Richard Scott, a doctor for 28 years, is under investigation by the General Medical Council (GMC) and faces disciplinary action after he suggested to a 24-year-old man that he might find solace in Christianity.

Scott, who practices at a medical center in Margate, east of London, well known for having Christian doctors, insists he only raised his spiritual beliefs after carrying out a thorough and lengthy consultation, during which medical checks and referrals for further care were arranged.

When the man’s mother inquired of the consultation, however, her son apparently replied, “He just said I need Jesus.” This prompted his mother to refer Scott to the GMC, claiming that he had not offered medical advice during the consultation but instead talked about Jesus.

…He has continued to seek treatment from the practice despite the complaint filed by his mother.

The doctor, who has an unblemished record “has decided to fight the allegations and stand up to what he believes is a politically correct trend in Britain to persecute Christians for expressing their faith in the workplace.”

Scott fears that if he accepts the warning, and discusses his Christian beliefs with other patients, he could be struck off.

He maintains he acted professionally and says the complaint was made against him in the knowledge that professional bodies are nervous about claims of a religious nature.

Scott said, “I only discussed my faith at the end of a lengthy medical consultation after exploring the various interventions that the patient had previously tried, and after promising to follow up the patient’s request for an appointment with other medical professionals.

“I only discussed mutual faith after obtaining the patient’s permission. In our conversation, I said that, personally, I had found having faith in Jesus helped me and could help the patient. At no time did the patient indicate that they were offended, or that they wanted to stop the discussion. If that had been the case, I would have immediately ended the conversation.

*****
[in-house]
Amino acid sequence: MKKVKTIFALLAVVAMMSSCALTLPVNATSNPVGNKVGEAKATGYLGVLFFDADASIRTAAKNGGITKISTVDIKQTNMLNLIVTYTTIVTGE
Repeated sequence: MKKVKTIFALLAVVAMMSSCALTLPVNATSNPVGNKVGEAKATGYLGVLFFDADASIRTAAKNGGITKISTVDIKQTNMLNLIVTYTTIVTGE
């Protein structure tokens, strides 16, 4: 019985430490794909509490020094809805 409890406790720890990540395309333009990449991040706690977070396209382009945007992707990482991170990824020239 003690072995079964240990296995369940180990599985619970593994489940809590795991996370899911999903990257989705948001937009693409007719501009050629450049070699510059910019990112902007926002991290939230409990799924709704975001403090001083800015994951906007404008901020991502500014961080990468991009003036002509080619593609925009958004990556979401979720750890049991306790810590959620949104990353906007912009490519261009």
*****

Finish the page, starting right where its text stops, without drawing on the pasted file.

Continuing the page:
“This complaint was brought to the GMC not by the patient, who has continued to be a patient in this practice, but by the patient’s mother.”

Scott is a partner at the Bethesda medical center in Margate, Kent. The six partners at the practice are all Christians and it has taken a biblical name. Practice leaflets and message boards publicize the doctors’ religion and invite patients to raise Christian beliefs with them.

Scott is being advised by the Christian Legal Center. Paul Diamond, the leading human rights barrister, has been instructed in the case.

Did you catch that?  The practice is made up of Christian practitioners.  Their leaflets and boards publicize their Christian beliefs and the nature of their practice.  So my question is, did this mother take her son there knowing full well the nature of their practice?  Was this some sort of set up?  We know from experience that atheists and humanists are not content to simply keep religion out of government.  They want it out of everyone’s lives and will not be happy until this is achieved.  Their number one target, in fact their only target, is Christianity. 

Pray for this doctor and his legal defense team.  May we never be silent in proclaiming the truth.  And for what it’s worth, I think the doctor is probably spot on.  We all can think of examples where getting right by God ‘cured’ someone of pain, despair, depression, anxiety or other so-called mental illnesses.

It did for me.

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An evangelical worship leader visits his brother, the seminarian and writes of what he found at Mount St. Mary’s Seminary.  Read it here:  A Visit to Heaven.

Interestingly, Mount St. Mary’s undergraduate college was recently the topic of on of Msg. Pope‘s articles in the ADW blog, which I commented on when it was posted.

Just a reminder to pray for vocations, for our priests, seminarians and religious.  Also, pray for Christian unity.

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Well, so you’ve probably heard that the largest body of Presbyterians in the U.S. have voted to allow gay clergy.    I’m not actually going to delve into that here because it is clear to me that mainline Protestantism is busy destroying itself from within.   The situation reminds me of the book of Judges which tells us what happens to the people when they have no king, and each man decides for himself: